4. I found “11.22.63” an absolute delight especially from the writing texture. I found myself pausing in progress of reading to revisit sentences and paragraphs. Sometimes I would read them aloud just to savor Stephen King’s word paintings. Notice I’m not talking about plot or characters. They are also entertaining. But just the prose like quality of this book reminds me of why I began reading as a child. Not required reading but reading as a passion. Reading also inspired my love of writing. But that’s another story.


    • Books saved us … so many of us. Because we read books, we knew that there was a bigger world and one in which we could play a part. Now, books let me escape for the mundane and travel anywhere my imagination takes me. It makes life worth living … that, and you, my love.


  5. I love Kings work, and literally only just finished this book about 3 hours ago. I really liked it, but felt it went on a little too long. I enjoyed the ending, but felt there were parts of it that were quite boring and didn’t really need to be there or make sense. But thats not to detract from it, I still enjoyed it, but not as much as a lot of his previous efforts. Nice write up anyway 🙂


    • I first listened to it on audio and was riveted throughout. I like slow movies and slow books with a lot of exposition, so what others find boring, I just find moody and leisurely. Regardless, I believe King is one of the great story-tellers and when he tells a good one, it’s always worth the time.


  6. Somewhat ashamedly, I have to hold my hand up admit that I have yet to read this book. I am an almost rabid King fan and have been one for years. I was anxiously waiting for this books’s release date in this country and then….missed it. I keep saying I need to pick it up but I have yet to do so. Your review has got that urge going again. I’m going to have to get that book! Great Review! 07/09/12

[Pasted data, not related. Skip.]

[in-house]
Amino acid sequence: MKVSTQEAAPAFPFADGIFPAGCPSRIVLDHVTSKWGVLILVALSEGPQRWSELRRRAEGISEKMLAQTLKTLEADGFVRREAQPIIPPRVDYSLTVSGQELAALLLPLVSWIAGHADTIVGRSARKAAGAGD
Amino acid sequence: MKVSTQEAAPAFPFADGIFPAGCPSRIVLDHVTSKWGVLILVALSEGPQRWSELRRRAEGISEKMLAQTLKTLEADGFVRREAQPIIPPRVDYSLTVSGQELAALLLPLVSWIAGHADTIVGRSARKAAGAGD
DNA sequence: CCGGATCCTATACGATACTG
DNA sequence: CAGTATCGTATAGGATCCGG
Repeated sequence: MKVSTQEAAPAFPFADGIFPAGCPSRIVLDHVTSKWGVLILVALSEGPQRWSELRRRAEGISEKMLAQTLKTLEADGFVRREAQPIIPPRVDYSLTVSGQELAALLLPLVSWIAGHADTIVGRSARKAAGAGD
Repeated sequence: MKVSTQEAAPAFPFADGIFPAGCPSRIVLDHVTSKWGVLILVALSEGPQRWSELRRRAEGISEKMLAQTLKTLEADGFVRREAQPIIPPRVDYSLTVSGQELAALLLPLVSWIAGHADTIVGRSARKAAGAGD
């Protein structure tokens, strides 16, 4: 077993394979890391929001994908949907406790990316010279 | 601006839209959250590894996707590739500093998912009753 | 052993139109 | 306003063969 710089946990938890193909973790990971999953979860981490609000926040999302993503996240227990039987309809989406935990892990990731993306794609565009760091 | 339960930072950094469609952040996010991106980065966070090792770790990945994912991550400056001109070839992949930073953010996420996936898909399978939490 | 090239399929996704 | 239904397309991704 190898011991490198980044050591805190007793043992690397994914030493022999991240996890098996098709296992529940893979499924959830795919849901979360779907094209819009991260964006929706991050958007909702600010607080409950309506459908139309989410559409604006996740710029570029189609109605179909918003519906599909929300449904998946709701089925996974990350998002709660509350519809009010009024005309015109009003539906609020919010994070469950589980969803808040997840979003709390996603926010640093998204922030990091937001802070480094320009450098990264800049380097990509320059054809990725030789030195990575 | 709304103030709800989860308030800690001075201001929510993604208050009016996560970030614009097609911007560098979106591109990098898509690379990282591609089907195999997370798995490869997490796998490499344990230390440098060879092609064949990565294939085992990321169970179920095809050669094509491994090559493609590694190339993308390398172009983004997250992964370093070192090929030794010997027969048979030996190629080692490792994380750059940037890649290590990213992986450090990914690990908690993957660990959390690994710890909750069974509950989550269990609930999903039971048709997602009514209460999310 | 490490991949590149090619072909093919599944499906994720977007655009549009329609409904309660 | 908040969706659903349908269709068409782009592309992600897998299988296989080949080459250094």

• I know you’ve had a rough time lately. I didn’t know until I read your blog yesterday and realized you had been ill. To say that I feel with you is not an exaggeration so I am going to suggest that this might be a good time to consider listening to the book on audio. Especially when you are not physically up to snuff, audiobooks can give you access to all the books in the world (almost, anyhow) and you don’t have to try to focus your eyes on a page for extended periods. It’s a great book, and I’m NOT a King fan, nor is Garry … but honor where it is due: the man is one of the era’s greatest storytellers. And this is one of his greatest stories! I hope you are beginning to feel more human. Don’t try to hurry healing: it will take whatever time it takes. Try to relax and not worry. I know it’s hard, but healing requires a certain level of tranquility. Hang on in there!


      • Thanks for the well wishes and the brilliant idea of audio books. I used to listen to a lot of Louis L’Amour’s westerns that way. I had not thought of it at all. Cheers for that. King is a good storyteller. His ‘non horror’ books show that brilliantly. The Girl who Loved Tom Gordon and The Cincinnati Kid does as well. Both long time favourites. And thanks for the tranquillity advice, I am currently trying to be so laid back, I’d make Dean Martin look like he had ADHD! Cheers! 🙂


        • I have spent the last 10 years recovering from one or another catastrophic health thing. I won’t bore you with details since illness is boring, especially to the ill one. So, I have learned the drill and turned off worry. It doesn’t solve anything and makes me twitch. Audiobooks are a saving grace. Very addictive, like watching a movie, but I direct, choose the cast, and play cinematographer.


  7. Thanks for the glowing recommendation. I’ll add it to my to-read list. Thanks.